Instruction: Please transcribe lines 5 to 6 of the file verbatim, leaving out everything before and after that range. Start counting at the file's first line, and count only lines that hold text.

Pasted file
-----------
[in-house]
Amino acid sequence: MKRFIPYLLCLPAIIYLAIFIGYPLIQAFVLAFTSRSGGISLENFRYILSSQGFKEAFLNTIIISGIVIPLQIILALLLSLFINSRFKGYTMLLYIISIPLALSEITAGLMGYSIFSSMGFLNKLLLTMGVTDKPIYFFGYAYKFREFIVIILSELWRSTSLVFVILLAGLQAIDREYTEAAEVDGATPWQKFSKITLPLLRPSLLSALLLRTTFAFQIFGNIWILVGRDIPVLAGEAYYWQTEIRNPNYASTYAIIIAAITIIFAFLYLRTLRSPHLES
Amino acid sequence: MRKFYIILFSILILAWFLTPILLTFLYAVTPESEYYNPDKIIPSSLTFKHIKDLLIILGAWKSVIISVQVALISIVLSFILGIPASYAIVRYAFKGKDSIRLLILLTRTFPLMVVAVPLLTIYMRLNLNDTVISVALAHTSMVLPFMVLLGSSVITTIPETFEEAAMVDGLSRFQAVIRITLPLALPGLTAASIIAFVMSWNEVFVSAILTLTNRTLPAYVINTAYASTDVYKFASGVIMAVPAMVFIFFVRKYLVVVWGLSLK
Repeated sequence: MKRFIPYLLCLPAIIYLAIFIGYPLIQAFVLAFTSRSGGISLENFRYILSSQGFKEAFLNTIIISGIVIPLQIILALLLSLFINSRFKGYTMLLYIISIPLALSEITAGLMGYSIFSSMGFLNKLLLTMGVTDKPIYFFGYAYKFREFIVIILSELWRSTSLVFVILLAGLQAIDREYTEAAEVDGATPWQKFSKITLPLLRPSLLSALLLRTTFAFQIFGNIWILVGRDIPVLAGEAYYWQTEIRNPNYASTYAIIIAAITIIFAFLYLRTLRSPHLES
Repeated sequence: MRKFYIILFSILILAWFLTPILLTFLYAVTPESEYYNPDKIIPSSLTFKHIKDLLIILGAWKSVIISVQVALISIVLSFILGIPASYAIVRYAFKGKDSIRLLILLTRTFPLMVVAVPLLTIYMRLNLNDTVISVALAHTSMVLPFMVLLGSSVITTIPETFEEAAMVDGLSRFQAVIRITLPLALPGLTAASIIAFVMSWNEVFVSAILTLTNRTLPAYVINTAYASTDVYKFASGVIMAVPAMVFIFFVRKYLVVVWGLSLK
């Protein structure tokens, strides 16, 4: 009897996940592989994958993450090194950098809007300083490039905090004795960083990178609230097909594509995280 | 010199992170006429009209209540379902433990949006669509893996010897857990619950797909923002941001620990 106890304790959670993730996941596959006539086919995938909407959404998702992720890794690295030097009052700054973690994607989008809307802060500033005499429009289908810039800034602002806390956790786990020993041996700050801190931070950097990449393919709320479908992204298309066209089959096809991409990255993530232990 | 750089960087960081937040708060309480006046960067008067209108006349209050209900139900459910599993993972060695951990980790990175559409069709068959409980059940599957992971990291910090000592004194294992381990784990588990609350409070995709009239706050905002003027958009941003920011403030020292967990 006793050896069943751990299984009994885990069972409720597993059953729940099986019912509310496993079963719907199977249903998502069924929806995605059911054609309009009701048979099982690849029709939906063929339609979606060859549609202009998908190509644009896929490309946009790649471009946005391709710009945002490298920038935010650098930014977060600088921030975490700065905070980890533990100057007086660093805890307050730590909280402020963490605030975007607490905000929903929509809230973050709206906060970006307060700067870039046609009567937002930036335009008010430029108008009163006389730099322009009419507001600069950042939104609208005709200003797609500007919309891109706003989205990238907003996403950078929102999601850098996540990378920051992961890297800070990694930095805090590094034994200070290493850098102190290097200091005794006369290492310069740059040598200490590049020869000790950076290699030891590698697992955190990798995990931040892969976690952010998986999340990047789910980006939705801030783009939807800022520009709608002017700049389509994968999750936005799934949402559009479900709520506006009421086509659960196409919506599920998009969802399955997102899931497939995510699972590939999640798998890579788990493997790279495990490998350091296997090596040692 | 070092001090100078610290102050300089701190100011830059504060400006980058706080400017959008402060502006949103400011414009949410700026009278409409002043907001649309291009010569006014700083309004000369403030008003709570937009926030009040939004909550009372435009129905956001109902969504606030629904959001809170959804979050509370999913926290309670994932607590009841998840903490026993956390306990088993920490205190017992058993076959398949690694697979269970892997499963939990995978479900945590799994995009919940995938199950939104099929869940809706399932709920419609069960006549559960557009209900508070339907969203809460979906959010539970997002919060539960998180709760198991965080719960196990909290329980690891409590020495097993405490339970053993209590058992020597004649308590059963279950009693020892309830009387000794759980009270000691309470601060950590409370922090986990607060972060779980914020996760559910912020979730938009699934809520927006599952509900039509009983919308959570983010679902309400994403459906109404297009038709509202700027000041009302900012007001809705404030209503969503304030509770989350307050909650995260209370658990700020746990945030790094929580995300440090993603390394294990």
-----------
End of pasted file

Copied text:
Repeated sequence: MRKFYIILFSILILAWFLTPILLTFLYAVTPESEYYNPDKIIPSSLTFKHIKDLLIILGAWKSVIISVQVALISIVLSFILGIPASYAIVRYAFKGKDSIRLLILLTRTFPLMVVAVPLLTIYMRLNLNDTVISVALAHTSMVLPFMVLLGSSVITTIPETFEEAAMVDGLSRFQAVIRITLPLALPGLTAASIIAFVMSWNEVFVSAILTLTNRTLPAYVINTAYASTDVYKFASGVIMAVPAMVFIFFVRKYLVVVWGLSLK
């Protein structure tokens, strides 16, 4: 009897996940592989994958993450090194950098809007300083490039905090004795960083990178609230097909594509995280 | 010199992170006429009209209540379902433990949006669509893996010897857990619950797909923002941001620990 106890304790959670993730996941596959006539086919995938909407959404998702992720890794690295030097009052700054973690994607989008809307802060500033005499429009289908810039800034602002806390956790786990020993041996700050801190931070950097990449393919709320479908992204298309066209089959096809991409990255993530232990 | 750089960087960081937040708060309480006046960067008067209108006349209050209900139900459910599993993972060695951990980790990175559409069709068959409980059940599957992971990291910090000592004194294992381990784990588990609350409070995709009239706050905002003027958009941003920011403030020292967990 006793050896069943751990299984009994885990069972409720597993059953729940099986019912509310496993079963719907199977249903998502069924929806995605059911054609309009009701048979099982690849029709939906063929339609979606060859549609202009998908190509644009896929490309946009790649471009946005391709710009945002490298920038935010650098930014977060600088921030975490700065905070980890533990100057007086660093805890307050730590909280402020963490605030975007607490905000929903929509809230973050709206906060970006307060700067870039046609009567937002930036335009008010430029108008009163006389730099322009009419507001600069950042939104609208005709200003797609500007919309891109706003989205990238907003996403950078929102999601850098996540990378920051992961890297800070990694930095805090590094034994200070290493850098102190290097200091005794006369290492310069740059040598200490590049020869000790950076290699030891590698697992955190990798995990931040892969976690952010998986999340990047789910980006939705801030783009939807800022520009709608002017700049389509994968999750936005799934949402559009479900709520506006009421086509659960196409919506599920998009969802399955997102899931497939995510699972590939999640798998890579788990493997790279495990490998350091296997090596040692 | 070092001090100078610290102050300089701190100011830059504060400006980058706080400017959008402060502006949103400011414009949410700026009278409409002043907001649309291009010569006014700083309004000369403030008003709570937009926030009040939004909550009372435009129905956001109902969504606030629904959001809170959804979050509370999913926290309670994932607590009841998840903490026993956390306990088993920490205190017992058993076959398949690694697979269970892997499963939990995978479900945590799994995009919940995938199950939104099929869940809706399932709920419609069960006549559960557009209900508070339907969203809460979906959010539970997002919060539960998180709760198991965080719960196990909290329980690891409590020495097993405490339970053993209590058992020597004649308590059963279950009693020892309830009387000794759980009270000691309470601060950590409370922090986990607060972060779980914020996760559910912020979730938009699934809520927006599952509900039509009983919308959570983010679902309400994403459906109404297009038709509202700027000041009302900012007001809705404030209503969503304030509770989350307050909650995260209370658990700020746990945030790094929580995300440090993603390394294990």